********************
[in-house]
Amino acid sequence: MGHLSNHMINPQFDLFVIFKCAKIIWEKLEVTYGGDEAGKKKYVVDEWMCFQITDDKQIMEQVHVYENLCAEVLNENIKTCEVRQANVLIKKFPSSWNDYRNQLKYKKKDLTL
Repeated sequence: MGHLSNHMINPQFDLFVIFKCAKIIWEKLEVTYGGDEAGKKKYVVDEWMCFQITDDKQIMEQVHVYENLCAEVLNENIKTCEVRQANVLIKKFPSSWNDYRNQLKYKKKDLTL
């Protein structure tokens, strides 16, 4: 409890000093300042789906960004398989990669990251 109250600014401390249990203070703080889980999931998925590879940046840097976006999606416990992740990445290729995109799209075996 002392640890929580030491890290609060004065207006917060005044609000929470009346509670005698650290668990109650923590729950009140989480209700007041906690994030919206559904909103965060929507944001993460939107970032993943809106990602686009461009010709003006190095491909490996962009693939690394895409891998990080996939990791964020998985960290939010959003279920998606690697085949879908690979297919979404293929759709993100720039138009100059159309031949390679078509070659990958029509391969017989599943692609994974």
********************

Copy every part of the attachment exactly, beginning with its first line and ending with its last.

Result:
[in-house]
Amino acid sequence: MGHLSNHMINPQFDLFVIFKCAKIIWEKLEVTYGGDEAGKKKYVVDEWMCFQITDDKQIMEQVHVYENLCAEVLNENIKTCEVRQANVLIKKFPSSWNDYRNQLKYKKKDLTL
Repeated sequence: MGHLSNHMINPQFDLFVIFKCAKIIWEKLEVTYGGDEAGKKKYVVDEWMCFQITDDKQIMEQVHVYENLCAEVLNENIKTCEVRQANVLIKKFPSSWNDYRNQLKYKKKDLTL
């Protein structure tokens, strides 16, 4: 409890000093300042789906960004398989990669990251 109250600014401390249990203070703080889980999931998925590879940046840097976006999606416990992740990445290729995109799209075996 002392640890929580030491890290609060004065207006917060005044609000929470009346509670005698650290668990109650923590729950009140989480209700007041906690994030919206559904909103965060929507944001993460939107970032993943809106990602686009461009010709003006190095491909490996962009693939690394895409891998990080996939990791964020998985960290939010959003279920998606690697085949879908690979297919979404293929759709993100720039138009100059159309031949390679078509070659990958029509391969017989599943692609994974």